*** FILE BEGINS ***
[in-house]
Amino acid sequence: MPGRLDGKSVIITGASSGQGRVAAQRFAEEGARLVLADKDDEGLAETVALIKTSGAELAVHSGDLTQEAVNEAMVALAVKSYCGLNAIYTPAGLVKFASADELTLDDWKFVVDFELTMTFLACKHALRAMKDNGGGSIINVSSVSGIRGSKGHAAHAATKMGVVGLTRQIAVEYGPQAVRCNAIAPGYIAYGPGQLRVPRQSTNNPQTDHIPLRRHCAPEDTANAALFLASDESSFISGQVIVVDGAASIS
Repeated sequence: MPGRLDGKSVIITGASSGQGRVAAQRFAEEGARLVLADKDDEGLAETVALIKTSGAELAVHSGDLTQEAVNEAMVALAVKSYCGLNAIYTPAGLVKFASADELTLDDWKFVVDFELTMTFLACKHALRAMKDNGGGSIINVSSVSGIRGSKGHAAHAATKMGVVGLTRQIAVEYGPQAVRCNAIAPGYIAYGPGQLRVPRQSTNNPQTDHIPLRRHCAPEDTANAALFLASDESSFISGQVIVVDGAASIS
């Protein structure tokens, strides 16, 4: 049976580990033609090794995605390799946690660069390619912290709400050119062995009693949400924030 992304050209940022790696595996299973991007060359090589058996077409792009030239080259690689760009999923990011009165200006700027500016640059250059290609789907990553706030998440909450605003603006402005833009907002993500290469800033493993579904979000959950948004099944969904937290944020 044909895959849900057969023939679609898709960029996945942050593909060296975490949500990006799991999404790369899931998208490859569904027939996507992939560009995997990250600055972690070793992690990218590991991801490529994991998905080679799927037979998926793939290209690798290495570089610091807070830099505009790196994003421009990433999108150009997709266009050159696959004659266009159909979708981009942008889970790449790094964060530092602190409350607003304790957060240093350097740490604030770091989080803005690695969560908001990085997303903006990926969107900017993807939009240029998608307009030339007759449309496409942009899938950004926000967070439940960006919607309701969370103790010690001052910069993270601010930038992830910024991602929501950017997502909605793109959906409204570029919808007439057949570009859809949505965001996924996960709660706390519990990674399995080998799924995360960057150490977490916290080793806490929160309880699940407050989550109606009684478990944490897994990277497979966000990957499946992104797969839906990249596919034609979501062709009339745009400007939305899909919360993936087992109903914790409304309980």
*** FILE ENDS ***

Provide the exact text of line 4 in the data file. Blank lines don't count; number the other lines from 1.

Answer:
């Protein structure tokens, strides 16, 4: 049976580990033609090794995605390799946690660069390619912290709400050119062995009693949400924030 992304050209940022790696595996299973991007060359090589058996077409792009030239080259690689760009999923990011009165200006700027500016640059250059290609789907990553706030998440909450605003603006402005833009907002993500290469800033493993579904979000959950948004099944969904937290944020 044909895959849900057969023939679609898709960029996945942050593909060296975490949500990006799991999404790369899931998208490859569904027939996507992939560009995997990250600055972690070793992690990218590991991801490529994991998905080679799927037979998926793939290209690798290495570089610091807070830099505009790196994003421009990433999108150009997709266009050159696959004659266009159909979708981009942008889970790449790094964060530092602190409350607003304790957060240093350097740490604030770091989080803005690695969560908001990085997303903006990926969107900017993807939009240029998608307009030339007759449309496409942009899938950004926000967070439940960006919607309701969370103790010690001052910069993270601010930038992830910024991602929501950017997502909605793109959906409204570029919808007439057949570009859809949505965001996924996960709660706390519990990674399995080998799924995360960057150490977490916290080793806490929160309880699940407050989550109606009684478990944490897994990277497979966000990957499946992104797969839906990249596919034609979501062709009339745009400007939305899909919360993936087992109903914790409304309980």